Experimental documentary shows one African migrant's harrowing journey to Europe

Fabio Palmieri directed IRREGULARS, a film about Cyrille Kabore, who tried time and time again to enter Europe after leaving his native Ghana at age 20. Read the rest

This film geek's jet-setting photojournal matches movie stills to locations

German blogger Andrea David, aka filmtourismus, travels the globe to find the exact spot where movies and TV shows were filmed. Read the rest

RIP Stephen Parr, Oddball Films' eccentric archivist

For connoisseurs of rare film, few experiences could top Oddball Films' meticulously curated one-time-only screenings from their extensive rare film collection. This short documentary looks at founder Stephen Parr, who died October 24. Read the rest

Cool short documentary on gear for filming bioluminescence

This neat short film explains the specialized split-beam camera Martin Dorhn developed to film bioluminescent animals without disturbing them. As the information comes through the lens, it's split so one camera captures infrared and the other captures the bioluminescence. Read the rest

How did 19 films each get an F on CinemaScore?

CinemaScore is basically an influential exit poll at movie theatres. Despite over 30 years of scores, only 19 films currently hold the dubious distinction of getting an F. Vulture's Kevin Lincoln found a few patterns. Read the rest

Fantastic t-shirt: The Cure meets The Exorcist

Perfect execution by the folks at Wear Dinner: CureExorcist t-shirt Read the rest

Star Wars: Episode IX director Colin Trevorrow is out

Colin Trevorrow will no longer be the director of Star Wars: Episode IX. From the Hollywood Reporter:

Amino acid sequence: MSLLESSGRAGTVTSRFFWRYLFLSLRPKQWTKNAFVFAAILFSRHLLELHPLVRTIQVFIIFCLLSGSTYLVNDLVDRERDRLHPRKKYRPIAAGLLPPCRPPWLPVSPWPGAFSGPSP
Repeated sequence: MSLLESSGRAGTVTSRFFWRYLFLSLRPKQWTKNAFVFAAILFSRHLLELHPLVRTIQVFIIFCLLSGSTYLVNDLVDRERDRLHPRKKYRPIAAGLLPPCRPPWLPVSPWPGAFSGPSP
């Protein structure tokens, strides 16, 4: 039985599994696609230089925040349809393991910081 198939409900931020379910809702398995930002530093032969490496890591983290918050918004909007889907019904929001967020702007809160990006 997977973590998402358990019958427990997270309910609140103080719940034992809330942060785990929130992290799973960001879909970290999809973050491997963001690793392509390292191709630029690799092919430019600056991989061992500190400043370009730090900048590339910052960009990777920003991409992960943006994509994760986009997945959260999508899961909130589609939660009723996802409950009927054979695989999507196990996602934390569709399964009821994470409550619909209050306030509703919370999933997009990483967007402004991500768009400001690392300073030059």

"Lucasfilm and Colin Trevorrow have mutually chosen to part ways on Star Wars: Episode IX. Colin has been a wonderful collaborator throughout the development process, but we have all come to the conclusion that our visions for the project differ. We wish Colin the best and will be sharing more information about the film soon," read a Lucasfilm statement...

Lucasfilm and Colin Trevorrow have mutually chosen to part ways on Star Wars: Episode IX. Colin has been a wonderful collaborator throughout the development process, but we have all come to the conclusion that our visions for the project differ. We wish Colin the best and will be sharing more information about the film soon.

Sources tell The Hollywood Reporter that script issues have continued to be a sore spot throughout Episode IX’s development, with Trevorrow having repeated stabs at multiple drafts. In August, Jack Thorne, the British scribe who wrote the upcoming Julia Roberts-Jacob Tremblay movie Wonder, was tapped to work on the script.

Sources say that the working relationship between Trevorrow and Lucasfilm head Kathleen Kennedy became unmanageable. Kennedy, who had already been through one director firing/replacement on the Han Solo spinoff movie, was not eager for a sequel and tried to avoid this decision.

Read the rest

Filmmakers braved brutal arctic conditions to make this stunning film

Ghosts of the Arctic is a collaboration by Untitled Film World that captures some remarkably intimate images of wildlife in the coldest and most remote corners of the world. Read the rest

Short film asks "Where Do Ideas Come From?"

David Lynch, Chuck Close, Susan Orlean, and a sampling of others describe the mysteries of inspiration that generate their ideas in this short but sweet film by Andrew Norton. Read the rest

Suspenseful short film about witnessing someone pushed onto subway tracks